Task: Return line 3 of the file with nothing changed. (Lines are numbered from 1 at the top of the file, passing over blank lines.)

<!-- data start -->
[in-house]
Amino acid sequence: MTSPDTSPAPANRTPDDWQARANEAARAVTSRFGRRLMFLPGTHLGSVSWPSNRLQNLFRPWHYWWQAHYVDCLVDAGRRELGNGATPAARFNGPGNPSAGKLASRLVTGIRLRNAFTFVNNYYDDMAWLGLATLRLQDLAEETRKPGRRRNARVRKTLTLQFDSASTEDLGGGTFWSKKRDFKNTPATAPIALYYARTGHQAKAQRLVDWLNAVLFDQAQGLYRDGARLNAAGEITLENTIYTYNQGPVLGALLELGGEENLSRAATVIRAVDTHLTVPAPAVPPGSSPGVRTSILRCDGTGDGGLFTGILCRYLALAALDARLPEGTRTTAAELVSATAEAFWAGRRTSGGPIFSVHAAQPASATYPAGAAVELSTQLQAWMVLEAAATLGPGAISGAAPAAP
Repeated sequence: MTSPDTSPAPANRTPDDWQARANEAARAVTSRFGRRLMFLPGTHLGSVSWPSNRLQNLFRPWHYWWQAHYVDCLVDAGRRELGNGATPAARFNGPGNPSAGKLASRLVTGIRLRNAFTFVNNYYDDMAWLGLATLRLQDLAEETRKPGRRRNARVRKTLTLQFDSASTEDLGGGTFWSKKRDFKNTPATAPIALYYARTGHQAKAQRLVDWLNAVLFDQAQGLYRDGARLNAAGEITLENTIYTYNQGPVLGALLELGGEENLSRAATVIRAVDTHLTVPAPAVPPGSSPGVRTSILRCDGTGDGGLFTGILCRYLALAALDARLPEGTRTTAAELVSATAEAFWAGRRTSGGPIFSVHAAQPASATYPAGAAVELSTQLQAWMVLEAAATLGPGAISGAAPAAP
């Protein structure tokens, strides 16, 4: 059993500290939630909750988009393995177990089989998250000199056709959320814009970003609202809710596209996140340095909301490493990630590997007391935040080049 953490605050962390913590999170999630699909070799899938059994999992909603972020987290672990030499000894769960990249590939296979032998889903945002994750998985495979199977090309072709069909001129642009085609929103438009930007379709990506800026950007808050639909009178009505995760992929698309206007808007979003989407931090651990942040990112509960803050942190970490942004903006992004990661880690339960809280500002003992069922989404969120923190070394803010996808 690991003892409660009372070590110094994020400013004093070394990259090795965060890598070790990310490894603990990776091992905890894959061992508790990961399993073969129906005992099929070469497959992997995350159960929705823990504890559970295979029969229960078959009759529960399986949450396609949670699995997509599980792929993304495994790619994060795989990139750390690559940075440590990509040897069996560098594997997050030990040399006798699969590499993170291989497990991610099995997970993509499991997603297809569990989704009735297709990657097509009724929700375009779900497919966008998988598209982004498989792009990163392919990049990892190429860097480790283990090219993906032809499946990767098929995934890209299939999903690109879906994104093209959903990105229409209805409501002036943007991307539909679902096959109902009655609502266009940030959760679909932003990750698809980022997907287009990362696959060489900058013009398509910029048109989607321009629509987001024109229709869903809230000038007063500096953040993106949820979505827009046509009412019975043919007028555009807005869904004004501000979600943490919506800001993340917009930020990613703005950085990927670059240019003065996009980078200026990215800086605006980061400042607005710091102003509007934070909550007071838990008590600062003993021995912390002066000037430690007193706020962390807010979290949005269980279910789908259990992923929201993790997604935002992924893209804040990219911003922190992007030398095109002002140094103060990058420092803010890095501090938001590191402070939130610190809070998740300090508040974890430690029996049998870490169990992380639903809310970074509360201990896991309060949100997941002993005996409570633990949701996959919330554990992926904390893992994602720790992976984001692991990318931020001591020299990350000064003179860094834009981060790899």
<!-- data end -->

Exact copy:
Repeated sequence: MTSPDTSPAPANRTPDDWQARANEAARAVTSRFGRRLMFLPGTHLGSVSWPSNRLQNLFRPWHYWWQAHYVDCLVDAGRRELGNGATPAARFNGPGNPSAGKLASRLVTGIRLRNAFTFVNNYYDDMAWLGLATLRLQDLAEETRKPGRRRNARVRKTLTLQFDSASTEDLGGGTFWSKKRDFKNTPATAPIALYYARTGHQAKAQRLVDWLNAVLFDQAQGLYRDGARLNAAGEITLENTIYTYNQGPVLGALLELGGEENLSRAATVIRAVDTHLTVPAPAVPPGSSPGVRTSILRCDGTGDGGLFTGILCRYLALAALDARLPEGTRTTAAELVSATAEAFWAGRRTSGGPIFSVHAAQPASATYPAGAAVELSTQLQAWMVLEAAATLGPGAISGAAPAAP